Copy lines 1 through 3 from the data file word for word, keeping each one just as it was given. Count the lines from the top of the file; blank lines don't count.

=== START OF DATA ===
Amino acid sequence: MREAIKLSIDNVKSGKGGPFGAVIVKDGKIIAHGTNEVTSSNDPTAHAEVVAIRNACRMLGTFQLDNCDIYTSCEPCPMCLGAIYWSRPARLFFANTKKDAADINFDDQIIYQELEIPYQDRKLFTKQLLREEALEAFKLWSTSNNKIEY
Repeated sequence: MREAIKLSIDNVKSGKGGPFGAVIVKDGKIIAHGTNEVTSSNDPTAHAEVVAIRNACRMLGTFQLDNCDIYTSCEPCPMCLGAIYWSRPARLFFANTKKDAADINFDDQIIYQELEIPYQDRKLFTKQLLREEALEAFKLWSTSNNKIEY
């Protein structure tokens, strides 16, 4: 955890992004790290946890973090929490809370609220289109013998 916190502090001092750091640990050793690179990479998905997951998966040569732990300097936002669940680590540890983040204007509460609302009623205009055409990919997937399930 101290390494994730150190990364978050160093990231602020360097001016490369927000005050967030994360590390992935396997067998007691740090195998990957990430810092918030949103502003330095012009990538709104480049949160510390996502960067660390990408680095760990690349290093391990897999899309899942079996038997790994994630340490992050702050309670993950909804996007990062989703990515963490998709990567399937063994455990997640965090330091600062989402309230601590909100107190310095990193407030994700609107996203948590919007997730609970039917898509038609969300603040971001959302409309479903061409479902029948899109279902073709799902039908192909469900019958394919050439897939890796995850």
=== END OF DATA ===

Amino acid sequence: MREAIKLSIDNVKSGKGGPFGAVIVKDGKIIAHGTNEVTSSNDPTAHAEVVAIRNACRMLGTFQLDNCDIYTSCEPCPMCLGAIYWSRPARLFFANTKKDAADINFDDQIIYQELEIPYQDRKLFTKQLLREEALEAFKLWSTSNNKIEY
Repeated sequence: MREAIKLSIDNVKSGKGGPFGAVIVKDGKIIAHGTNEVTSSNDPTAHAEVVAIRNACRMLGTFQLDNCDIYTSCEPCPMCLGAIYWSRPARLFFANTKKDAADINFDDQIIYQELEIPYQDRKLFTKQLLREEALEAFKLWSTSNNKIEY
């Protein structure tokens, strides 16, 4: 955890992004790290946890973090929490809370609220289109013998 916190502090001092750091640990050793690179990479998905997951998966040569732990300097936002669940680590540890983040204007509460609302009623205009055409990919997937399930 101290390494994730150190990364978050160093990231602020360097001016490369927000005050967030994360590390992935396997067998007691740090195998990957990430810092918030949103502003330095012009990538709104480049949160510390996502960067660390990408680095760990690349290093391990897999899309899942079996038997790994994630340490992050702050309670993950909804996007990062989703990515963490998709990567399937063994455990997640965090330091600062989402309230601590909100107190310095990193407030994700609107996203948590919007997730609970039917898509038609969300603040971001959302409309479903061409479902029948899109279902073709799902039908192909469900019958394919050439897939890796995850």